2015/03/27

Brand vs. Platform

Legacy publishers now consider an author's platform to be the single most important criterion for deciding whether or not to offer a book contract. "Platform" is of course one of those nebulous terms that's mostly used to inflate the speaker's perceived importance, like "statistically significant" or "equality".

Jane Friedman at least attempts a definition and settles on, "the proven ability to reach a target audience with visibility and authority". But this slippery term evades even her canny grasp, as she writes that a platform isn't about social media or blogging; then advises authors to build their platforms by being active on social media and blogging.

It's no surprise that legacy publishers have latched onto platform as their prime metric of author success. After all, the steep decline in adult sci-fi and fantasy has happened on their watch. Despite its chameleon nature, platform essentially boils down to a system of communications channels. That the self-styled custodians of literature now value the medium over the content provides a handy diagnosis of the industry's ills.

The publishing establishment's myopic obsession with platform smacks of ideology and the quest for prestige; not sound business sense. Forbes offers convincing proof of this assessment. To many hardworking writers' dismay, the best way to land a book deal is to already be famous (a clear example of platform over content at work). But look at how often celebrities whose name recognition even best selling authors would kill for release books that tank.

If platform is a flawed predictor of author success, what's a better alternative? David Vinjamuri provides a compelling answer in the same Forbes article: brand. "Brand loyalty is important," he says, "because it has a direct impact on profitability."

What's "brand"? According to Joe Konrath, branding is associating name recognition with positive experience. Though he wields a formidable platform, he places it at the service of his brand.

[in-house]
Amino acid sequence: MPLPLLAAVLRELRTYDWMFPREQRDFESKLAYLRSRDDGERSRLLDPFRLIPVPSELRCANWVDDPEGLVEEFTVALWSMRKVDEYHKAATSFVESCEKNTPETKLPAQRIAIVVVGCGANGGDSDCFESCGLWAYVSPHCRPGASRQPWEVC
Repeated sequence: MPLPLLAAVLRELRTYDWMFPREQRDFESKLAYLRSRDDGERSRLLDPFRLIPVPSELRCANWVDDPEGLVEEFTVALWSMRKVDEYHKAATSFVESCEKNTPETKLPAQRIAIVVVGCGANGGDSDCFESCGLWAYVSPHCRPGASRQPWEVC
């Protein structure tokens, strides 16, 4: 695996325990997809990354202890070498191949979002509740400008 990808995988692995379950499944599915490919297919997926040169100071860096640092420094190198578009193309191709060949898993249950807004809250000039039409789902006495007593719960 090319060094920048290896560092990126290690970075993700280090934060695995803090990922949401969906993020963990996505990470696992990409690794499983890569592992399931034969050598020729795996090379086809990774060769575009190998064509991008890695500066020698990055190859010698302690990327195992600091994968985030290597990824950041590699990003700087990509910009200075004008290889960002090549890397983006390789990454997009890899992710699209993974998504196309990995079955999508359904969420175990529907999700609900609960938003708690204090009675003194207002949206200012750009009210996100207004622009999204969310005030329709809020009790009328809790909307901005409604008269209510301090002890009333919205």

The Codex Group backs up Vinjamuri's claims with data showing that readers will pay 66% more for books by their favorite authors compared to unknown quantities. Maintaining a successful career as an author requires building a loyal reader base who will show up each time you release a book. Having a big megaphone won't help if you keep writing books no one wants to read.

3 comments:

  1. Some other brands to consider:
    James Patterson who is the Aunt Jemima of thrillers
    Tie-In Fiction, such as Star Wars or Forgotten Realms
    A publisher that gives a damn, like Baen

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    Replies
    1. Excellent points, all--especially tie-in fic. It's an open secret among the literati that Star Wars and Halo novels are what's keeping the sci-fi genre afloat. The fact that tie-in novelists are still mostly regarded as filthy mendicants is one reason I'm glad that Sad Puppies lobbied for Kevin J. Anderson to get a Hugo nod.

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    2. And your mention of Baen reminded me of a recent dustup between Brad R. Torgersen and John Scalzi, wherein Scalzi suggested that he could waltz into Baen and they'd hand him a deal. Brad pointed out that if Scalzi wants a Baen deal, he'd better have a pitch that will knock Toni Weisskopf's socks off. Because Toni's only interested in stuff that sells.

      Come to think of it, Brandon Sanderson's past rivalry with Scalzi illustrates the platform author vs. brand author distinction perfectly. Sanderson was an unknown hotel clerk when he first got signed, whereas Scalzi leveraged his enormous blog traffic to land a deal. Both started at the same publisher at about the same time. Scalzi got an early lead with his Campbell win (more evidence that the push behind platform authors is all about status).

      The difference between their careers since then has been illuminating. Sure, Scalzi's racked up a bunch of Hugo nominations and wins, but sales wise he stalled on the E list while Sanderson became Robert Jordan's heir and one of the three pillars holding up Tor.

      Sure, Sanderson's got the obligatory web site he posts at when he's got a new book coming out. And there's the popular podcast that's basically a side project, but Sanderson definitely puts brand first and uses his platform to serve it.

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